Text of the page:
The Woman and the Dragon

The dragon stood in front of the woman who was about to give birth, so that it might devour her child the moment he was born (Revelation 12:4)

I read somewhere recently that Billy Graham, the famous evangelist who brought so many to Christ, really regretted getting involved in politics and wished he’d spent more time with his family.

I thought that was interesting because it is sometimes a temptation, isn’t it, to get involved in social and political causes (however ‘noble’ they may seem) that can actually lead you away from the things that really matter i.e. your nearest and dearest – which in turn can cause you to drift from Christ. Even a man as strong in the faith like Billy was clearly vulnerable to this kind of thing.

The book of Revelation is full of curious images and symbolism and one of these is of a woman in labour about to give birth to a son. But it turns out that, unbeknown to her, there is a terrifying dragon who is lurking, waiting to devour her child the minute he is born. (Revelation 12: 1-6)

But notice the child is safe until he is born. Inside the womb he is protected – it is a haven where he can develop and grow without any outside interference, and he is being sustained completely by the mother. The dragon can’t get his ‘claws’ on the child until he is outside the mother’s protective womb.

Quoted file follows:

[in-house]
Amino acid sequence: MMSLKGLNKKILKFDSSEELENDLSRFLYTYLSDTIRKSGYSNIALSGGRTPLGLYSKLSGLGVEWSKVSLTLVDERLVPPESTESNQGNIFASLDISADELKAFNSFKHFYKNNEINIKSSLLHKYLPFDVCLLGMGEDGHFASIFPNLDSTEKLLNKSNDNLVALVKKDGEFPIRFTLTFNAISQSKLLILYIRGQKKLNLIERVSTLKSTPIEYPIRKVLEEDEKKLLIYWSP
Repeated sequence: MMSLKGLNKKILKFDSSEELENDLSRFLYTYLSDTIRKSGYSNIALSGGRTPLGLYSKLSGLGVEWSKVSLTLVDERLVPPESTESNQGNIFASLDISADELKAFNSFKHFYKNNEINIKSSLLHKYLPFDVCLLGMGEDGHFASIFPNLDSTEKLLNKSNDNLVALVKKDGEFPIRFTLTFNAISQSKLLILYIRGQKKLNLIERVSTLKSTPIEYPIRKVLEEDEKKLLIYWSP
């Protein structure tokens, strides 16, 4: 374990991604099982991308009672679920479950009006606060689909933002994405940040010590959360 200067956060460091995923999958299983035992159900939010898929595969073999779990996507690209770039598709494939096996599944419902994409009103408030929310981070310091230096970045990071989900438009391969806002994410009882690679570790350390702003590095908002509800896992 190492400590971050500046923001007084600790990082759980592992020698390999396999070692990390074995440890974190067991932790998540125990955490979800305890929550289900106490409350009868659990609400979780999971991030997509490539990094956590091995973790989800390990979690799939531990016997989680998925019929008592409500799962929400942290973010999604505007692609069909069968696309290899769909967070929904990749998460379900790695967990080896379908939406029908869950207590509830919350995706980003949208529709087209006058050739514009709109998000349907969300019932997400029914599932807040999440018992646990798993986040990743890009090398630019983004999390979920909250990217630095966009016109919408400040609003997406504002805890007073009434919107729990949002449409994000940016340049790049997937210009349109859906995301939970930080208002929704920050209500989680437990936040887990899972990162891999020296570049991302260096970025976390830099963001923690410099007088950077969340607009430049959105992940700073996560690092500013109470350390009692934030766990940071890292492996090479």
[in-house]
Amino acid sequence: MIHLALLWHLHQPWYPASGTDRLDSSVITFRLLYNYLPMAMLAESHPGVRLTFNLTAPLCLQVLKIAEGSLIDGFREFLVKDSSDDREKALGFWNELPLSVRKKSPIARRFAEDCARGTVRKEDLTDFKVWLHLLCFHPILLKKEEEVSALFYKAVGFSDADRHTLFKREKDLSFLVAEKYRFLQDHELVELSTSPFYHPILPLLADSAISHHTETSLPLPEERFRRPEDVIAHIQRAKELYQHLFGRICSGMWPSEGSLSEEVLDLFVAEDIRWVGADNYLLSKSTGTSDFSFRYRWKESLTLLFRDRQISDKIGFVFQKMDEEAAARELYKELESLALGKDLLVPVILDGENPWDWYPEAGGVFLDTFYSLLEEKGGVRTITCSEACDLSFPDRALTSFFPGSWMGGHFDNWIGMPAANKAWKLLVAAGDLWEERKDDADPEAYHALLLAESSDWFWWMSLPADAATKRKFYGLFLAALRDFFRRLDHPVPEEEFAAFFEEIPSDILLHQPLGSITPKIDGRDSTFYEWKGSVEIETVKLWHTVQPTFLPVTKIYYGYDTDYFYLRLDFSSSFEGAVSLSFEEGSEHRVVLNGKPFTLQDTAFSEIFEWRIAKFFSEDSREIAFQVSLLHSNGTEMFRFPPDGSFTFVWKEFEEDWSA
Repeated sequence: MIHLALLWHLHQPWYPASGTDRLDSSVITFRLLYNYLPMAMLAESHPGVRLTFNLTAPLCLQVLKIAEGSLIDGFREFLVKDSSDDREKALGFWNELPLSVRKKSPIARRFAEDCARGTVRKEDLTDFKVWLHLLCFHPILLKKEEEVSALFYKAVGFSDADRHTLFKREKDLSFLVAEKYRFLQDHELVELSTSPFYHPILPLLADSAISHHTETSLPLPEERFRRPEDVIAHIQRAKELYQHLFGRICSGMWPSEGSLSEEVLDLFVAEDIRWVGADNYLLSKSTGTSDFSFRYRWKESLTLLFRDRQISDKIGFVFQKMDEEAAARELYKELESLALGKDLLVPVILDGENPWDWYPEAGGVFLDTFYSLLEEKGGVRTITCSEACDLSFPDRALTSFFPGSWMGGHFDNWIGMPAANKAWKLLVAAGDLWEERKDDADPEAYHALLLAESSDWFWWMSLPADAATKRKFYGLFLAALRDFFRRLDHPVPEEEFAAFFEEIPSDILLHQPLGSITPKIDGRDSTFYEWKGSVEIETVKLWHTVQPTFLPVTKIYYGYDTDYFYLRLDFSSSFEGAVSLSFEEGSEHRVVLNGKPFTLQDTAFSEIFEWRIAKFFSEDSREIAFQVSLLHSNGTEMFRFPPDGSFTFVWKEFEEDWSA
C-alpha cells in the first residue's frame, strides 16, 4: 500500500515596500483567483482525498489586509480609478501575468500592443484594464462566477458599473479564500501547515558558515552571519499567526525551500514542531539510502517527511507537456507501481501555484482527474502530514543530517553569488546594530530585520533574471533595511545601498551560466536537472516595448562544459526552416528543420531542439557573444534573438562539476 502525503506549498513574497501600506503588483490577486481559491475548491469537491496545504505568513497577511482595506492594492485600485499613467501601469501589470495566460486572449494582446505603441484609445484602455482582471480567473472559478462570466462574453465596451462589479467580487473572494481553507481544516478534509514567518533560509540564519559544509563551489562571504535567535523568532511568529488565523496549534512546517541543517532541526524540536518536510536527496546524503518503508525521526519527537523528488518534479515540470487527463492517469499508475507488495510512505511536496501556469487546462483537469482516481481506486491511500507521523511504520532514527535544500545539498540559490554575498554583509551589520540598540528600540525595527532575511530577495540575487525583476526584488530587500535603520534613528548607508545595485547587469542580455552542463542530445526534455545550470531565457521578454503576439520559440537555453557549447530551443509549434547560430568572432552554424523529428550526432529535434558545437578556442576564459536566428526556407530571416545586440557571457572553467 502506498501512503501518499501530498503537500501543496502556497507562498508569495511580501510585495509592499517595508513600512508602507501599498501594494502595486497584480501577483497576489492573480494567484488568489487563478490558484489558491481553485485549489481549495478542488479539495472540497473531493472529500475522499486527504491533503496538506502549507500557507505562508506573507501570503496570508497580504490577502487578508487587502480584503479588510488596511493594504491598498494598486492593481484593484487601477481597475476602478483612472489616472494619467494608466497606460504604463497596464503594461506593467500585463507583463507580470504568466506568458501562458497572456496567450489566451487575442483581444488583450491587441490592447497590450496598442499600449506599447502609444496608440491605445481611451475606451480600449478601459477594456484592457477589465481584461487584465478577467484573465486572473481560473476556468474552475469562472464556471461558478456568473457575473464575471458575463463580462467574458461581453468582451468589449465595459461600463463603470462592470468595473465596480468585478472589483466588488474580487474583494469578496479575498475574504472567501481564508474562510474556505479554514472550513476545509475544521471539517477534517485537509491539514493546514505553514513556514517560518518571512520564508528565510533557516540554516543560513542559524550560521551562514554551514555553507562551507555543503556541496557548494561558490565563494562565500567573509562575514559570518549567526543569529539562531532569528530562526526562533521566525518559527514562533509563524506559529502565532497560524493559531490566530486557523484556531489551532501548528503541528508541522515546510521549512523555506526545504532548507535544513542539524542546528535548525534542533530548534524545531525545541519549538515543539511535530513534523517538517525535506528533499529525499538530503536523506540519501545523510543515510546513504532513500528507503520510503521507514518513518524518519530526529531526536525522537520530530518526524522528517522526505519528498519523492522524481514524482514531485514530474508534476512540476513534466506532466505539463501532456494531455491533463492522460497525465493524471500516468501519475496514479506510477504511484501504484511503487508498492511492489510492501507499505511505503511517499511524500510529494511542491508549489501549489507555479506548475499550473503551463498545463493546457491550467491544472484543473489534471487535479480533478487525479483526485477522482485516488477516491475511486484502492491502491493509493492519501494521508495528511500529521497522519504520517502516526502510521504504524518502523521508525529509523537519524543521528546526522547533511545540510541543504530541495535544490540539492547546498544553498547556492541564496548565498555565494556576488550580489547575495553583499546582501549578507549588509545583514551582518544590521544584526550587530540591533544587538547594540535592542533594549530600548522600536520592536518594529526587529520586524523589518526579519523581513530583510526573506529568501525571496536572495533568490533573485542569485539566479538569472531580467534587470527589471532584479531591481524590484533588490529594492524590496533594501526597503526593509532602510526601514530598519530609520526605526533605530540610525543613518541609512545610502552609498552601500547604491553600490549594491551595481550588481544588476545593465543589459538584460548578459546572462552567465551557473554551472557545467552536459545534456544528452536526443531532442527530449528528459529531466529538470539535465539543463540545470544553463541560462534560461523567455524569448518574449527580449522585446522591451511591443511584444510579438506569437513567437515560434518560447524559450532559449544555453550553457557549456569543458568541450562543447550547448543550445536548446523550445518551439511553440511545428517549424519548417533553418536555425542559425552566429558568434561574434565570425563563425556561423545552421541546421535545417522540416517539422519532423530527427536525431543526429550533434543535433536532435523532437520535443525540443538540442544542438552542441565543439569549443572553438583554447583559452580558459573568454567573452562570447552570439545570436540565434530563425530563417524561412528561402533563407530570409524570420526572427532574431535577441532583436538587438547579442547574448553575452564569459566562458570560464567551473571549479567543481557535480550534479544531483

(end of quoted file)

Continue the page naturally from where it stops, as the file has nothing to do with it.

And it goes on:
This illustrates exactly what God does with us too doesn’t it? The Lord often gives us times of ‘incubation’ where we are alone with him for an extended period of time – away from the ‘outside world’ where he can help us grow in spiritual strength. These times are not always easy because some of us are ‘chomping at the bit’, desperate to get out there and get ‘involved’ in something! But we need to be very careful that we don’t try to rush things or take matters into our own hands because this could result in a premature birth. In other words, we will go out there unprepared, vulnerable, not fully developed and not totally up to the task. Thus when we are hit with all of life’s ‘slings and arrows’ which come from all directions, we stumble, lose our footing and lose sight of God and the things that matter.

The ‘slings and arrows’ often come from a place we least expect, don’t they? Perhaps we get involved in a charity thinking we are helping others and it turns out there’s infighting and money being spent on the wrong things, or it may even come from the church itself.

We may think we are strong but our sustenance comes from Christ alone – very quickly our lights will be extinguished when we are faced with never-ending demands, accusations or internal politics which we are ill-equipped to deal with.

So the message for me, (once again!) is be careful – keep the focus on Him. Incubation periods can sometimes feel long and protracted but we must remember that the ‘devil’ is out there ready to devour us. And if your intense incubation period is over, keep coming back to Him regularly for nourishment and sustenance; don’t end up like Billy – full of regrets!

7 thoughts on “The Woman and the Dragon